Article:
OnLive at its heart is a brilliant idea to bring gaming to those who can’t afford the time or monetary investment to stay on the cutting edge of gaming but still have a desire to. However every time I find something to love about the service I find yet another thing to hate about it and as it stands today I can not recommend it for anything past renting a throwaway game. The core ideas are solid and should OnLive make an effort to improve their service through say letting you download full purchases through their client then I’d have no trouble recommending them. For now though I’ll have to abstain from what is the worst form of DRM I’ve ever encountered and hope that everyone else will do the same.
In this rapidly changing technologically driven world many new up and comers find it hard to differentiate themselves from amongst the hundreds of similar projects. In an effort to drive people to use their services we’re seeing more and more companies going the route of providing some or all of their products completely free to the end user. Whilst I believe this is a great idea there is, of course, always some catches when it comes to accepting free gifts from corporate overlords.
A great example I can think of is the good old de facto corporate communication device, the Crack(Black)Berry. Recently at my current gig for the Australian government my department decided to do a trial of these in order to see if there was any value in implementing it. Of course Telstra comes to the table offering a free 3 month trial with pretty much everything included. The handsets were sent out to the executives and we went through about 2 days of configuration work to get it all done for them. It didn’t matter that we’d already installed Exchange Activesync, which would allow them to use any Windows Mobile device and wouldn’t cost them a cent since we’d bought the license in a bundle. So since the Blackberrys had been in the Qantas lounge magazines we were basically stuck with trialling this technology for them, and we all knew where it was going.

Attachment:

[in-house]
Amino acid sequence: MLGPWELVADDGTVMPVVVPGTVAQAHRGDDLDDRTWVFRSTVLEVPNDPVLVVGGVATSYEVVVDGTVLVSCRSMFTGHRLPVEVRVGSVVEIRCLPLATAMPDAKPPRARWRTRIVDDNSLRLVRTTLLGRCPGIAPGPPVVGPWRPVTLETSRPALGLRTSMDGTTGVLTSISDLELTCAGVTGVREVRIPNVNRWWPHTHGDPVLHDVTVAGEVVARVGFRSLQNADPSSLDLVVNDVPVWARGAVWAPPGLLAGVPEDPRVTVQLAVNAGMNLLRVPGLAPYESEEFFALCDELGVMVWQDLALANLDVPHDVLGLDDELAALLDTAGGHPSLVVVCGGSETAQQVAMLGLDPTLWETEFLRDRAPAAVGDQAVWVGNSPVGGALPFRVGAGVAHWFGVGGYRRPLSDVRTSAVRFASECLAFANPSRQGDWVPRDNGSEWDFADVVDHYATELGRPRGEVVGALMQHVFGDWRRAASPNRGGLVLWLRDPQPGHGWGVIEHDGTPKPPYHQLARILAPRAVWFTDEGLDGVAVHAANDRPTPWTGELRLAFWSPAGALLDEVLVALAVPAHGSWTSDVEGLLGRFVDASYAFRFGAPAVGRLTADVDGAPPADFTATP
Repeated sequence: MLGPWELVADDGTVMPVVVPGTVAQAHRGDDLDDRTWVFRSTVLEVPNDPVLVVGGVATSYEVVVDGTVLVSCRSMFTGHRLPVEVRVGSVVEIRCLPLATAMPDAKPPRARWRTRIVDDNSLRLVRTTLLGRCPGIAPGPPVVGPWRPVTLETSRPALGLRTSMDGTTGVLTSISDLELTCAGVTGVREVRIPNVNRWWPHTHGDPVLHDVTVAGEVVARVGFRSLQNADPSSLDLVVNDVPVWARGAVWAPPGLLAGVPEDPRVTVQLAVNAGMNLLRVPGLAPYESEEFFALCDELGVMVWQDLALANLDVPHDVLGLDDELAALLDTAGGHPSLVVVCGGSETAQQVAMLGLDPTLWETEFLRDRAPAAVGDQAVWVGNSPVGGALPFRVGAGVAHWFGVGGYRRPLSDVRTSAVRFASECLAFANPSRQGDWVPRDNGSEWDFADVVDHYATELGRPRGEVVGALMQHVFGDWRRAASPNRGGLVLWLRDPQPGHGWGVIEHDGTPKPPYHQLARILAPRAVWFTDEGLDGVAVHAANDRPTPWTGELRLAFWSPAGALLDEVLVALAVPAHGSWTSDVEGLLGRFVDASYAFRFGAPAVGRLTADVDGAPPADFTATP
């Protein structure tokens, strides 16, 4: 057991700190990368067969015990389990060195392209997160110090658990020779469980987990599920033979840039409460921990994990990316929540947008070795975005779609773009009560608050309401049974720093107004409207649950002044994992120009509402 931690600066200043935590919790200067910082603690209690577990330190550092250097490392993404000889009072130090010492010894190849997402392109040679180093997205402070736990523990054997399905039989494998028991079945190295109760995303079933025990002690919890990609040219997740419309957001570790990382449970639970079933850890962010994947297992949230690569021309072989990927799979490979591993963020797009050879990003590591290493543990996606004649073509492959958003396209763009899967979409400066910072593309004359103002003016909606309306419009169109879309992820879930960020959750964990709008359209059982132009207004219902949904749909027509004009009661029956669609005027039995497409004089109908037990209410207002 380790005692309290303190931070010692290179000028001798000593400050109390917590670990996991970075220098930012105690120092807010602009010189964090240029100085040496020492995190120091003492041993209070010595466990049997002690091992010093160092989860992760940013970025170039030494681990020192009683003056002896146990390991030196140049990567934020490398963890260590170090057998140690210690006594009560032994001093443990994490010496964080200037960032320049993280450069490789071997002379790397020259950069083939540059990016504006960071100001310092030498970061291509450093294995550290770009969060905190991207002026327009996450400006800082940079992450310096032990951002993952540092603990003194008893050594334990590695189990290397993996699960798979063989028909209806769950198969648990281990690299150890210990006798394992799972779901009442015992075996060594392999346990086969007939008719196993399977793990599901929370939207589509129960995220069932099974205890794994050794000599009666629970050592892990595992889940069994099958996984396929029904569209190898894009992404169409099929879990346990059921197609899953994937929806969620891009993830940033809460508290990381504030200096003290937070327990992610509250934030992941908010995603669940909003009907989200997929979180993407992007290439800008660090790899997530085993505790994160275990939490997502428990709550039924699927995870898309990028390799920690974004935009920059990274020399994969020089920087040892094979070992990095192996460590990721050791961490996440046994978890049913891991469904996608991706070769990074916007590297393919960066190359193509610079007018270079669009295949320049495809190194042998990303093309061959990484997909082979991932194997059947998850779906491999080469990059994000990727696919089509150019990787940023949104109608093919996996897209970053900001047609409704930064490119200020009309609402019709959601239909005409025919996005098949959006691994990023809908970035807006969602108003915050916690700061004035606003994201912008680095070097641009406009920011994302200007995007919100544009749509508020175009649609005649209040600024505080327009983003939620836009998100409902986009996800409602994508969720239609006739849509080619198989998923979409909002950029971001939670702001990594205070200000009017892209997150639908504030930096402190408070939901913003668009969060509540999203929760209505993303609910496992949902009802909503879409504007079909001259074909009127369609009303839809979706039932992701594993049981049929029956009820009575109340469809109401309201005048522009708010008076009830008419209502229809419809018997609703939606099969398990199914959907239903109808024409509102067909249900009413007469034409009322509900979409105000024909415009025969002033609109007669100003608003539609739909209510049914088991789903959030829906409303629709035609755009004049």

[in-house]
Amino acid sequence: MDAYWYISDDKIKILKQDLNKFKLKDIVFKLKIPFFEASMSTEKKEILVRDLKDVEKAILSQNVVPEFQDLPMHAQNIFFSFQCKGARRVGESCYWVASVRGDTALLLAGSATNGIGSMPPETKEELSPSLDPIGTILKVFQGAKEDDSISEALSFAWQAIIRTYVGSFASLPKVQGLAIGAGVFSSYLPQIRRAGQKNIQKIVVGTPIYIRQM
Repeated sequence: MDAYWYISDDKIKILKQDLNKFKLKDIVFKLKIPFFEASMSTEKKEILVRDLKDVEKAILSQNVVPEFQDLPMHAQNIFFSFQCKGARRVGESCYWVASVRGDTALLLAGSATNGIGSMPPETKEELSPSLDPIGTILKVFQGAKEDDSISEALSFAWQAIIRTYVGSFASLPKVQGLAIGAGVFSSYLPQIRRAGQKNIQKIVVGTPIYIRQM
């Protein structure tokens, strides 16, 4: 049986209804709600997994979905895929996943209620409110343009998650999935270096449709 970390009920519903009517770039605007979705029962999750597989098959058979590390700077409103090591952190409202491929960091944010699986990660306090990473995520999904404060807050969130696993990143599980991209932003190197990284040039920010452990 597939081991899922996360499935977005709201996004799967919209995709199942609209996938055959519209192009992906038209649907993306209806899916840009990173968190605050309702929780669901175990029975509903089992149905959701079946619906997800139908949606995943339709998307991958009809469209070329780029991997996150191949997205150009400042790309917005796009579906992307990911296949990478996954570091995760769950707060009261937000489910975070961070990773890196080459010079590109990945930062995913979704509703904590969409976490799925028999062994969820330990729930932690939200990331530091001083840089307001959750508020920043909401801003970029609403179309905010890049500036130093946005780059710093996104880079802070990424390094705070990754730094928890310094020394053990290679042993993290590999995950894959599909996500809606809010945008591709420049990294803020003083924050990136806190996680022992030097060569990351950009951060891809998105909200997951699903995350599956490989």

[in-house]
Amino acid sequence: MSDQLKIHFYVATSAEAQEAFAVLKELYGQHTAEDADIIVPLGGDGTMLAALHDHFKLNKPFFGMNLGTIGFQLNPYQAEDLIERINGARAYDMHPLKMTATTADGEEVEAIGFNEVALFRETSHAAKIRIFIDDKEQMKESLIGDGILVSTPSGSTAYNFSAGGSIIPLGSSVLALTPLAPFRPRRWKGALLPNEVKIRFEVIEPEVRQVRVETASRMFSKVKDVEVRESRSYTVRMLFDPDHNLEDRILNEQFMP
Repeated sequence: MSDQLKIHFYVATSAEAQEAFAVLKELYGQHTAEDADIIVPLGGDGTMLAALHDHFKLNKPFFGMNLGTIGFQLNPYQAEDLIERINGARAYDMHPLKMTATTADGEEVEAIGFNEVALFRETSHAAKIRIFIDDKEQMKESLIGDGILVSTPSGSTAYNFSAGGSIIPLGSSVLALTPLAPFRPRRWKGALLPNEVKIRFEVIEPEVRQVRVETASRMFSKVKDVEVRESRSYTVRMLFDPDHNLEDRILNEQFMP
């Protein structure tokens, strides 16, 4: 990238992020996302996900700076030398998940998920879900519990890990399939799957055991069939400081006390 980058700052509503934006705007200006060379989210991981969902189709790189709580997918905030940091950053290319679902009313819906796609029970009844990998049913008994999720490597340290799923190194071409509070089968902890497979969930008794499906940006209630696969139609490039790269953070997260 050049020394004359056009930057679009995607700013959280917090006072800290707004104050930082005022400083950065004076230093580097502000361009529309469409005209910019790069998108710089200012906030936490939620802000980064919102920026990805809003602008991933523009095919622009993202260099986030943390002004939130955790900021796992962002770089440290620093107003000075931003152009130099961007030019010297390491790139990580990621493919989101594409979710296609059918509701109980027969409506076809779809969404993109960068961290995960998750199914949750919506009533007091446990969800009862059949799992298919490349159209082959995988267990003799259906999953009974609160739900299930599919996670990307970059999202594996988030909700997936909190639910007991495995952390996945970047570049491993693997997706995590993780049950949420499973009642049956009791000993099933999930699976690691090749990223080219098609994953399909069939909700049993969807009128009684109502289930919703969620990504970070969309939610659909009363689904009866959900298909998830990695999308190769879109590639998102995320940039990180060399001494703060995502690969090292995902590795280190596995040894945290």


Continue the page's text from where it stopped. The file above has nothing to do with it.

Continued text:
Fast forward to the end of the trial and we have half the execs praising the new system, a few dissenters and the rest on the fence. It was pretty obvious from the onset that once this was in place they would not give it up, even though the corporate directive is to investigate all possible solutions and judge them on their merits.
The same situation has been used in many different situations with online services. LinkedIn used to be a completely free service for professional social networking, and it did a great job at that. It was basically a no frills Facebook, something which is handy when you’d be browsing it at work. Of course the creators saw that they could then add in extra features and offer them as premium accounts, something which is akin to buying an expensive car in real life. Sure, it will probably improve people’s impression of you (if they’ve never met you before) but past that it’s value is rather small. Since many people use LinkedIn in order to build a professional network and hopefully generate business from that the paid services might hold some value there. There’s still no substitute for good old fashioned real life networking though, but that doesn’t stop people from trying to charge for that, either.
However, there are those that still buck the trend when it comes to providing services for free and staying away from the premium service charge. Google has released service after service that, whilst most of them still carry the beta tag on them, remain free after many years in service. This can all be put down to their ruthless precision in refining down an advertising model that appeals to every business, which is built upon their solid leadership as a search engine.
In reality most new up and coming technologies these days are being offered as a free baseline with the additional features costing you a couple pennies more. It’s all done to drive up market adoption and it is a great thing for the consumers, who get a lot more for their dollars since they can try before they buy. Just don’t be too shocked when your favourite free service starts asking for your credit card 😉